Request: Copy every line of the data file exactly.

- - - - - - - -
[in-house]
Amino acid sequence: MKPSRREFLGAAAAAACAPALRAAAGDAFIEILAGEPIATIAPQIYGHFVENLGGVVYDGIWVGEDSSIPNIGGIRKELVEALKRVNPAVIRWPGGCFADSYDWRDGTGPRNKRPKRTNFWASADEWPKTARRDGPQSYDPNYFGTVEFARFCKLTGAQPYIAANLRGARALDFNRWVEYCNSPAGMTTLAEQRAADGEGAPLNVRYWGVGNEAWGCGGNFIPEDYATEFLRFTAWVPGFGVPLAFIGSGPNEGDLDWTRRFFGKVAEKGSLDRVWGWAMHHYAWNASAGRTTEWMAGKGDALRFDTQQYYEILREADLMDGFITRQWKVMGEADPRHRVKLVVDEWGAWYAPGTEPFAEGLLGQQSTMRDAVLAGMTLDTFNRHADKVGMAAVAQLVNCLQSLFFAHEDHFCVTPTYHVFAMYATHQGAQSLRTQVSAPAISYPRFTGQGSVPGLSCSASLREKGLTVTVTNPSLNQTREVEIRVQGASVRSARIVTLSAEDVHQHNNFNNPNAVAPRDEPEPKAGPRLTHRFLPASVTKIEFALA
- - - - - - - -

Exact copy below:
[in-house]
Amino acid sequence: MKPSRREFLGAAAAAACAPALRAAAGDAFIEILAGEPIATIAPQIYGHFVENLGGVVYDGIWVGEDSSIPNIGGIRKELVEALKRVNPAVIRWPGGCFADSYDWRDGTGPRNKRPKRTNFWASADEWPKTARRDGPQSYDPNYFGTVEFARFCKLTGAQPYIAANLRGARALDFNRWVEYCNSPAGMTTLAEQRAADGEGAPLNVRYWGVGNEAWGCGGNFIPEDYATEFLRFTAWVPGFGVPLAFIGSGPNEGDLDWTRRFFGKVAEKGSLDRVWGWAMHHYAWNASAGRTTEWMAGKGDALRFDTQQYYEILREADLMDGFITRQWKVMGEADPRHRVKLVVDEWGAWYAPGTEPFAEGLLGQQSTMRDAVLAGMTLDTFNRHADKVGMAAVAQLVNCLQSLFFAHEDHFCVTPTYHVFAMYATHQGAQSLRTQVSAPAISYPRFTGQGSVPGLSCSASLREKGLTVTVTNPSLNQTREVEIRVQGASVRSARIVTLSAEDVHQHNNFNNPNAVAPRDEPEPKAGPRLTHRFLPASVTKIEFALA